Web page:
How to deliver a successful communications plan on a small budget – Ten practical tips

“We don’t have a budget for the marketing/communications plan”.

Most marketers and campaigners will have heard this dread phrase in a new project meeting at some point in their careers. It’s at its worst when it comes about two weeks before launch. So here are a handful of tips to stop you from weeping.

  • Don’t let it happen again. Put in place a process that ensures that any new project has to go through a gateway where marketing and communications spend is considered. Without it, the project doesn’t pass go. You need never create a marketing plan on a small budget again.

    Projects with no marketing budget should not pass go
  • Be disciplined and strategic. Take the time to really bore down into who your target audience is. Don’t be distracted by easy wins that don’t hit them. Focus on how you reach the really important people.
  • If it’s really a really good project, and you’ve no chance of raising budget internally, look outside. Crowdfunding really works. And if it’s a campaign, tap into resources like 38 Degrees, which appeals to its huge membership and their collective resources.
  • Are there partners with resources and assets who you can join forces with? If you’re a not-for-profit, this could mean supporters or other organisations with similar aims. If you’re corporate, are there other departments or product teams who will benefit from making an investment?
  • If it’s a good project, is there budget you can move across from a campaign or product that has less potential?

    If it’s an exceptionally good project, take it upstairs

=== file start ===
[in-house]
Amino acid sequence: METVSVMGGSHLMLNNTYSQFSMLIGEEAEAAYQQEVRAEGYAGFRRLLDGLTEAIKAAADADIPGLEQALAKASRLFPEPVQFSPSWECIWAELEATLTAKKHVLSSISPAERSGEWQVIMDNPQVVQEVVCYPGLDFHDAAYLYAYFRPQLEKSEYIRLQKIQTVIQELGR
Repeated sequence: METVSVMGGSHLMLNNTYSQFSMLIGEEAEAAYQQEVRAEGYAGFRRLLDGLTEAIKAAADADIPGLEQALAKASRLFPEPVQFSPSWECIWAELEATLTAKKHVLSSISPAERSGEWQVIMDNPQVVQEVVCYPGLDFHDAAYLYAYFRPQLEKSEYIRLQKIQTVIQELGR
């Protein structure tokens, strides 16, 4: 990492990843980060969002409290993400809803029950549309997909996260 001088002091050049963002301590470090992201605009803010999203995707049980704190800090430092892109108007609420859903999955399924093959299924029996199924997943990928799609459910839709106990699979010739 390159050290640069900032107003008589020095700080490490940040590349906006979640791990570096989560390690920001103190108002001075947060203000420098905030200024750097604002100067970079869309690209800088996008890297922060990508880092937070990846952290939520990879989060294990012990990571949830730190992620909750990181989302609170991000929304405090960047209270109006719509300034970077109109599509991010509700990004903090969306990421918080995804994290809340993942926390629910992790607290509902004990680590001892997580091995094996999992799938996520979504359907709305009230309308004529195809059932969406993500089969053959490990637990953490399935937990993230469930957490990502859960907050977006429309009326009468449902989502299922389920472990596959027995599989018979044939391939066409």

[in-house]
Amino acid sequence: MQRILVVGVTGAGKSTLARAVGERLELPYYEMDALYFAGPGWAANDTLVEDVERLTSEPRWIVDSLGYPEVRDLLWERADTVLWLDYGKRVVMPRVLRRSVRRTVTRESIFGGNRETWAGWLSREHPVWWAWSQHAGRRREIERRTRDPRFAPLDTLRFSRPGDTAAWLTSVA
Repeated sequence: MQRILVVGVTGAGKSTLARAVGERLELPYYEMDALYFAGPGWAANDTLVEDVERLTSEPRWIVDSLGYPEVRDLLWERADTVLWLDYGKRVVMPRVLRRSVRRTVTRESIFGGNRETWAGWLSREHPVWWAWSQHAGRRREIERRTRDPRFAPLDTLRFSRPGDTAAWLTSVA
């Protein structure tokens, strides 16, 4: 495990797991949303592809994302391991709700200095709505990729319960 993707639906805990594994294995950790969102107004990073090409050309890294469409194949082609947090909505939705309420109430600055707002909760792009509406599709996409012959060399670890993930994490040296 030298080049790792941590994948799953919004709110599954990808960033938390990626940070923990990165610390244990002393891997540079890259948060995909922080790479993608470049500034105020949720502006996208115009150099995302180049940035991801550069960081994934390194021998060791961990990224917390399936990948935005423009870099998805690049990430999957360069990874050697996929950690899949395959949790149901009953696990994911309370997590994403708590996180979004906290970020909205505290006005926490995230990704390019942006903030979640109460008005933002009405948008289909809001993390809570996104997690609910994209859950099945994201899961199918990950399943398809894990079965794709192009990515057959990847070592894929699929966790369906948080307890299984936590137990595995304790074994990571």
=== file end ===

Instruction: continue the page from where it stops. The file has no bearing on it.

• Take it upstairs. If you think this project or product has star potential, it can sometimes be worth some special pleading with the person who holds the purse strings. This one only tends to work occasionally though (and has its best chance of working at year-end when there might be some slack in the budgets).
  • Flog it. If you’re a campaign or not-for-profit, look for a commercial sponsor to support the project. Think about who else wants to reach the audiences you want to engage and start from there.
  • Borrow again. There are a host of marketing and PR tools available. Many of them are free. Others that are not offer free trials. Today looks like a good day to try some of them. (The people that own this project better be grateful). Here’s a good list of some of them available. Here are some more.
    When was the last time you got a proper letter? Buy stamps!

    “Go old school”

  • Go old school. In the midst of a sea of great digital tools, you can sometimes lose sight of the analogue shore. If you are delivering a comms plan on a small budget, how about putting some of it aside for stamps? Letters are impactful simply because few people actually use them anymore. What other good low-cost mediums can you use that don’t require an internet connection?
  • Appraise your assets. Still struggling? Conduct an audit of your assets and see what you can use to help market your product or campaign on a budget. This is a tactical approach, rather than a strategic one but it can still bear fruit. Think about everything from your people’s networks (who you all know), your organisation’s owned media (like the newsletter or the upcoming publication – or its stamps), the signed photo of Daley Thompson sitting in the stationery cupboard that could make a good competition prize, the unrelated event you’re running in a week where you can hand out flyers or the conference your boss is speaking at next month which she can use to plug.



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